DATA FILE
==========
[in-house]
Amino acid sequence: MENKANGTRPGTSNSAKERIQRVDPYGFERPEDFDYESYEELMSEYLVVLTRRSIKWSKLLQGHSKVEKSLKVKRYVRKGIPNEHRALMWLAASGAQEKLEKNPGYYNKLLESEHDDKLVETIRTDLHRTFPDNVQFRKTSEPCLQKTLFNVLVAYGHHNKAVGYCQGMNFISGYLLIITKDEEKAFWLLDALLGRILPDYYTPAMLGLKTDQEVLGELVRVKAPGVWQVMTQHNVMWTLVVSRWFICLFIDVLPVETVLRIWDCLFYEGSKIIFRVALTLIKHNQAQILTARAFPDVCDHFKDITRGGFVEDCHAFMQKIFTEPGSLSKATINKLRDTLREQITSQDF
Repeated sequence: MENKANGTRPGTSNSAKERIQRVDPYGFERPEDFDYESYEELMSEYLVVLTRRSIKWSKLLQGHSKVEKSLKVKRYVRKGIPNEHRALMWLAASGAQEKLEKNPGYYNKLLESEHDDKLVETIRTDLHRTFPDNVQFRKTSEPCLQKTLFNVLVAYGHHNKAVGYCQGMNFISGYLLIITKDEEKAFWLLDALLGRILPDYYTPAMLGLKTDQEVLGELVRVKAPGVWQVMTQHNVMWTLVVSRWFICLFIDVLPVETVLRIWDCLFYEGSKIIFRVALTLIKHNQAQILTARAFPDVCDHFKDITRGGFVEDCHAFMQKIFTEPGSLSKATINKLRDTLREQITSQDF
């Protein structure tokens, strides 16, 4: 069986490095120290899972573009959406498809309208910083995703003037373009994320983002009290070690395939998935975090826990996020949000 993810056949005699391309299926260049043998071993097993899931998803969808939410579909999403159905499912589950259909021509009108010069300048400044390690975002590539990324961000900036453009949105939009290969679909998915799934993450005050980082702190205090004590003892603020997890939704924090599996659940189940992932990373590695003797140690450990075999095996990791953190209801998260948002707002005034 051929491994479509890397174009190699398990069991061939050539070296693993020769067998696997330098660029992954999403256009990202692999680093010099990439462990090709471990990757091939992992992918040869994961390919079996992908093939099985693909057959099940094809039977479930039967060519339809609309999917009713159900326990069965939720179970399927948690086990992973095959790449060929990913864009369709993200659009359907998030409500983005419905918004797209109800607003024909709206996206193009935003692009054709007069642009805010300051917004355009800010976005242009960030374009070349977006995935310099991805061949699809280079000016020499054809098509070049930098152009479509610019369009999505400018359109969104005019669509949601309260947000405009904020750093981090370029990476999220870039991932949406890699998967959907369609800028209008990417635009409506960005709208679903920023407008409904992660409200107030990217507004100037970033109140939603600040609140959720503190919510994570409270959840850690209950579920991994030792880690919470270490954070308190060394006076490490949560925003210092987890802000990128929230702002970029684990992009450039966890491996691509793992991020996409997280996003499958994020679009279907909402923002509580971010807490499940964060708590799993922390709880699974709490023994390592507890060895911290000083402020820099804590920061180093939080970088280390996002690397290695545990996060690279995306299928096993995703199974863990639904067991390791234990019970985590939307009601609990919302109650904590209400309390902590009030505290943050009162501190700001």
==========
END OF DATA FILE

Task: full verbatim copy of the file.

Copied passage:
[in-house]
Amino acid sequence: MENKANGTRPGTSNSAKERIQRVDPYGFERPEDFDYESYEELMSEYLVVLTRRSIKWSKLLQGHSKVEKSLKVKRYVRKGIPNEHRALMWLAASGAQEKLEKNPGYYNKLLESEHDDKLVETIRTDLHRTFPDNVQFRKTSEPCLQKTLFNVLVAYGHHNKAVGYCQGMNFISGYLLIITKDEEKAFWLLDALLGRILPDYYTPAMLGLKTDQEVLGELVRVKAPGVWQVMTQHNVMWTLVVSRWFICLFIDVLPVETVLRIWDCLFYEGSKIIFRVALTLIKHNQAQILTARAFPDVCDHFKDITRGGFVEDCHAFMQKIFTEPGSLSKATINKLRDTLREQITSQDF
Repeated sequence: MENKANGTRPGTSNSAKERIQRVDPYGFERPEDFDYESYEELMSEYLVVLTRRSIKWSKLLQGHSKVEKSLKVKRYVRKGIPNEHRALMWLAASGAQEKLEKNPGYYNKLLESEHDDKLVETIRTDLHRTFPDNVQFRKTSEPCLQKTLFNVLVAYGHHNKAVGYCQGMNFISGYLLIITKDEEKAFWLLDALLGRILPDYYTPAMLGLKTDQEVLGELVRVKAPGVWQVMTQHNVMWTLVVSRWFICLFIDVLPVETVLRIWDCLFYEGSKIIFRVALTLIKHNQAQILTARAFPDVCDHFKDITRGGFVEDCHAFMQKIFTEPGSLSKATINKLRDTLREQITSQDF
């Protein structure tokens, strides 16, 4: 069986490095120290899972573009959406498809309208910083995703003037373009994320983002009290070690395939998935975090826990996020949000 993810056949005699391309299926260049043998071993097993899931998803969808939410579909999403159905499912589950259909021509009108010069300048400044390690975002590539990324961000900036453009949105939009290969679909998915799934993450005050980082702190205090004590003892603020997890939704924090599996659940189940992932990373590695003797140690450990075999095996990791953190209801998260948002707002005034 051929491994479509890397174009190699398990069991061939050539070296693993020769067998696997330098660029992954999403256009990202692999680093010099990439462990090709471990990757091939992992992918040869994961390919079996992908093939099985693909057959099940094809039977479930039967060519339809609309999917009713159900326990069965939720179970399927948690086990992973095959790449060929990913864009369709993200659009359907998030409500983005419905918004797209109800607003024909709206996206193009935003692009054709007069642009805010300051917004355009800010976005242009960030374009070349977006995935310099991805061949699809280079000016020499054809098509070049930098152009479509610019369009999505400018359109969104005019669509949601309260947000405009904020750093981090370029990476999220870039991932949406890699998967959907369609800028209008990417635009409506960005709208679903920023407008409904992660409200107030990217507004100037970033109140939603600040609140959720503190919510994570409270959840850690209950579920991994030792880690919470270490954070308190060394006076490490949560925003210092987890802000990128929230702002970029684990992009450039966890491996691509793992991020996409997280996003499958994020679009279907909402923002509580971010807490499940964060708590799993922390709880699974709490023994390592507890060895911290000083402020820099804590920061180093939080970088280390996002690397290695545990996060690279995306299928096993995703199974863990639904067991390791234990019970985590939307009601609990919302109650904590209400309390902590009030505290943050009162501190700001």